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Sleep Easy

Sleep Easy

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Sleeping, or lack of it, became a personal obsession for many years after having children.  Months of broken sleep created new sleep patterns and led to insomnia, which I would try to overcome by having early nights, late nights, Horlicks, wine!  The more that I obsessed, the worse I slept.  Thankfully with the support of my family and employer I took steps to overcome the problems and regain control over my night-time trauma (a dramatic word to use, but that’s how it felt).

Most of us need around 8 hours of good quality sleep, but sleep problems – and the problems they cause – are now common.  The NHS cites that one in three of us now suffers from poor sleep.  This can be in the form of not being able to get to sleep and lying awake, waking several times during the night or waking early and not being able to get back to sleep.  Regular sleep deprivation can contribute to serious health issues, such as heart disease and blood sugar imbalances.  Lack of sleep causes an increased release of insulin, which leads to increased fat storage and a higher risk of type 2 diabetes and obesity.  There are also mental ramifications.  If insomnia affects you to the point that your resilience is lowered and you are not able to cope with daily life, then help from a GP should be sought.  Sometimes a referral is made for Cognitive Behavioural Therapy.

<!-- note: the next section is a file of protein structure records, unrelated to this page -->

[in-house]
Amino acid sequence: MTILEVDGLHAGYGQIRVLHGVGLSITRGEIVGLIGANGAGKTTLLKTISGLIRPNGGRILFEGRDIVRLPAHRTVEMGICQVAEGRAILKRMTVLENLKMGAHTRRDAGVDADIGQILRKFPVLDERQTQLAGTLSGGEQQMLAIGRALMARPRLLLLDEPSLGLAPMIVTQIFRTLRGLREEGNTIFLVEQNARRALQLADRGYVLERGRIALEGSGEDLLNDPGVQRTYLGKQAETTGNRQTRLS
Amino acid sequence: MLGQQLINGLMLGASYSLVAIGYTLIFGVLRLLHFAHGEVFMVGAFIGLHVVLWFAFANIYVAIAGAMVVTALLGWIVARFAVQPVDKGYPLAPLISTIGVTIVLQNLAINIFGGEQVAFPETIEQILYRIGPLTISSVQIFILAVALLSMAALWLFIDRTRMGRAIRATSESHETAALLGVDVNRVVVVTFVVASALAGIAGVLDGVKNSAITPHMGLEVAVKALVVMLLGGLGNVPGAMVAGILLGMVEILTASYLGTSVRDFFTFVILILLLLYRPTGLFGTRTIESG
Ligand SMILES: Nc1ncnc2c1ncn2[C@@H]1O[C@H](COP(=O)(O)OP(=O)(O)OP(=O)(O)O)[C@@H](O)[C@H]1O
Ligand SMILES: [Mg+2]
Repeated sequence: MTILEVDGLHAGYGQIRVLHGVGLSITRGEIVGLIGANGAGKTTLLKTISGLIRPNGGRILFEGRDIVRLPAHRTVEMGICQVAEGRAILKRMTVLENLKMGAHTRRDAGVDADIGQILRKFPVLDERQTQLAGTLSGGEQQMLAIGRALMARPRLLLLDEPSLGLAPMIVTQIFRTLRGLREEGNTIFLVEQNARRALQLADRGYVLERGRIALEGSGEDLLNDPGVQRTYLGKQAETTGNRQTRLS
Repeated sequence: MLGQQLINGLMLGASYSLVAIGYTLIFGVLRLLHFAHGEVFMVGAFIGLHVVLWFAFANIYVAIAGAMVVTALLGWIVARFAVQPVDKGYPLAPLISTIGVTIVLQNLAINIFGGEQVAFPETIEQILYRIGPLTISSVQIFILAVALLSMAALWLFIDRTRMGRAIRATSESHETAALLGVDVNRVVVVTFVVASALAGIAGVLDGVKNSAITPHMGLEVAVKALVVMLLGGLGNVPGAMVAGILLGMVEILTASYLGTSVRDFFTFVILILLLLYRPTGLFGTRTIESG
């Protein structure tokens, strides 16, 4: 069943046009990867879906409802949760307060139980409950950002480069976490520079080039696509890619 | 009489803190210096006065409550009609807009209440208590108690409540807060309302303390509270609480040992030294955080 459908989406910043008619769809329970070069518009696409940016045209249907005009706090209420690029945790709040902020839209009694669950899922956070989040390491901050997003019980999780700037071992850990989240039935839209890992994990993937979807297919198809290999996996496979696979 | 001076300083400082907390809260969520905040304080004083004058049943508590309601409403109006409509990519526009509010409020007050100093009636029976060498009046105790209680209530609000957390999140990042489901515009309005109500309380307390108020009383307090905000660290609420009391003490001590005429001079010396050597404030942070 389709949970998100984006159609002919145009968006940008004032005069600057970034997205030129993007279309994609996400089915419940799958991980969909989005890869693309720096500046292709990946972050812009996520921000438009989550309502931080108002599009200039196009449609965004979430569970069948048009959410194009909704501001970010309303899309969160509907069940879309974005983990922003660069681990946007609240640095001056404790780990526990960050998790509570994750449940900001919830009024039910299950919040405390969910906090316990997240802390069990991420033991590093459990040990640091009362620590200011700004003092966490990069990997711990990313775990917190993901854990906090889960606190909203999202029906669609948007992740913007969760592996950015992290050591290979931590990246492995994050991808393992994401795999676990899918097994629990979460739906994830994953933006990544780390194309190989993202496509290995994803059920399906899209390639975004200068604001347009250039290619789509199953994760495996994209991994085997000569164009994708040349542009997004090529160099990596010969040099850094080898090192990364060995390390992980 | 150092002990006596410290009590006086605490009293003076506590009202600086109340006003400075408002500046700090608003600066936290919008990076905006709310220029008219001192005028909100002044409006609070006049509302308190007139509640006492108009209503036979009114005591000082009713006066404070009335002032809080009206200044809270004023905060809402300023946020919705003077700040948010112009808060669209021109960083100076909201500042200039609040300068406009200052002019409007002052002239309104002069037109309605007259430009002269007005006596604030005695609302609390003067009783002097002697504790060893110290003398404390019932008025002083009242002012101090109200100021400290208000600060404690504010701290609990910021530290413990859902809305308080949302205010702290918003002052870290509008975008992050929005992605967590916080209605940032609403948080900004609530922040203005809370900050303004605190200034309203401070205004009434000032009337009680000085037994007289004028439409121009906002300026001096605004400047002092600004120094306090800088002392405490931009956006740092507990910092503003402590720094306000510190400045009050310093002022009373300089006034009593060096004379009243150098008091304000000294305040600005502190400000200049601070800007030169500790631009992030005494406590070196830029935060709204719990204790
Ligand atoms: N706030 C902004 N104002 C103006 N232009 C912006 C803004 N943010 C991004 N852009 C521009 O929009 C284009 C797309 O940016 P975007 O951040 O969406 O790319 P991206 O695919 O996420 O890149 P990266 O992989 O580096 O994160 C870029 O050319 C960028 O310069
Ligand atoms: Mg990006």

Work can also directly impact on sleep as we take more work home, try to work across time zones, work tech invades the bedroom or work issues generally play on your mind.

Lack of sleep can be linked to presenteeism, where employees feel pressure to be seen at work far beyond their required working hours.  In the workplace it affects cognitive skills by reducing memory, creativity, concentration and productivity, increases accidents and negatively impacts mental health and general wellbeing.  Sleeplessness creates a corporate challenge and managers need to look out for and recognise the signs and impacts of sleep deprivation and signpost colleagues to support.  The UK Government has worked in partnership with Business in the Community and Public Health England to produce a sleep toolkit, to help businesses create an understanding environment and take a proactive approach to support sleep recovery (bitc.org.uk).

5 top tips to combat sleep deprivation:

  1. Keep to regular sleep hours (bedtime and waking up) to help manage your ‘body clock,’ even at weekends.
  2. Don’t just lie awake. Get up and do something until you feel sleepy.  A colleague swears by night-time yoga.
  3. Create a peaceful environment and remove tech from the bedroom and ‘blue light’ devices. Checking late night emails on the iPhone can wind you up, not down!
  4. Avoid caffeine and alcohol before bedtime and have a wind-down routine.
  5. Talk to your employer so they understand why your work might be affected and discuss support that could be provided.

World Sleep Day is an annual event to raise health awareness and this year falls on the 13th May 2020. https://worldsleepday.org

Recommended Reading:
https://www.nhs.uk/
https://publichealthmatters.blog.gov.uk

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